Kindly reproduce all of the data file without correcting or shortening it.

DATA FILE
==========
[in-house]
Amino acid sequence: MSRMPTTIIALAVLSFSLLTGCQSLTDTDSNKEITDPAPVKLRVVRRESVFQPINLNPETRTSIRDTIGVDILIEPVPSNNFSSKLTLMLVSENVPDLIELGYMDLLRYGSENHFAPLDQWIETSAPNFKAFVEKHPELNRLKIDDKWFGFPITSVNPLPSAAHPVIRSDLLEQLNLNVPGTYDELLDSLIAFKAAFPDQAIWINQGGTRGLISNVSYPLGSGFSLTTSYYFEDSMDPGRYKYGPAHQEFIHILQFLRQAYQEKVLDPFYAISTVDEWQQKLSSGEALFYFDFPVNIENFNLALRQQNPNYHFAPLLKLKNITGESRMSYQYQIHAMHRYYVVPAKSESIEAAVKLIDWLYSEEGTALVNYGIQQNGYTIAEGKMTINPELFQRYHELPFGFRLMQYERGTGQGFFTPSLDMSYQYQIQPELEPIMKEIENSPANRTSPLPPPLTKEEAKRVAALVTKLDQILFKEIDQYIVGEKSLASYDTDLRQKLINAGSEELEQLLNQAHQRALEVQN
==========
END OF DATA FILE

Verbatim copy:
[in-house]
Amino acid sequence: MSRMPTTIIALAVLSFSLLTGCQSLTDTDSNKEITDPAPVKLRVVRRESVFQPINLNPETRTSIRDTIGVDILIEPVPSNNFSSKLTLMLVSENVPDLIELGYMDLLRYGSENHFAPLDQWIETSAPNFKAFVEKHPELNRLKIDDKWFGFPITSVNPLPSAAHPVIRSDLLEQLNLNVPGTYDELLDSLIAFKAAFPDQAIWINQGGTRGLISNVSYPLGSGFSLTTSYYFEDSMDPGRYKYGPAHQEFIHILQFLRQAYQEKVLDPFYAISTVDEWQQKLSSGEALFYFDFPVNIENFNLALRQQNPNYHFAPLLKLKNITGESRMSYQYQIHAMHRYYVVPAKSESIEAAVKLIDWLYSEEGTALVNYGIQQNGYTIAEGKMTINPELFQRYHELPFGFRLMQYERGTGQGFFTPSLDMSYQYQIQPELEPIMKEIENSPANRTSPLPPPLTKEEAKRVAALVTKLDQILFKEIDQYIVGEKSLASYDTDLRQKLINAGSEELEQLLNQAHQRALEVQN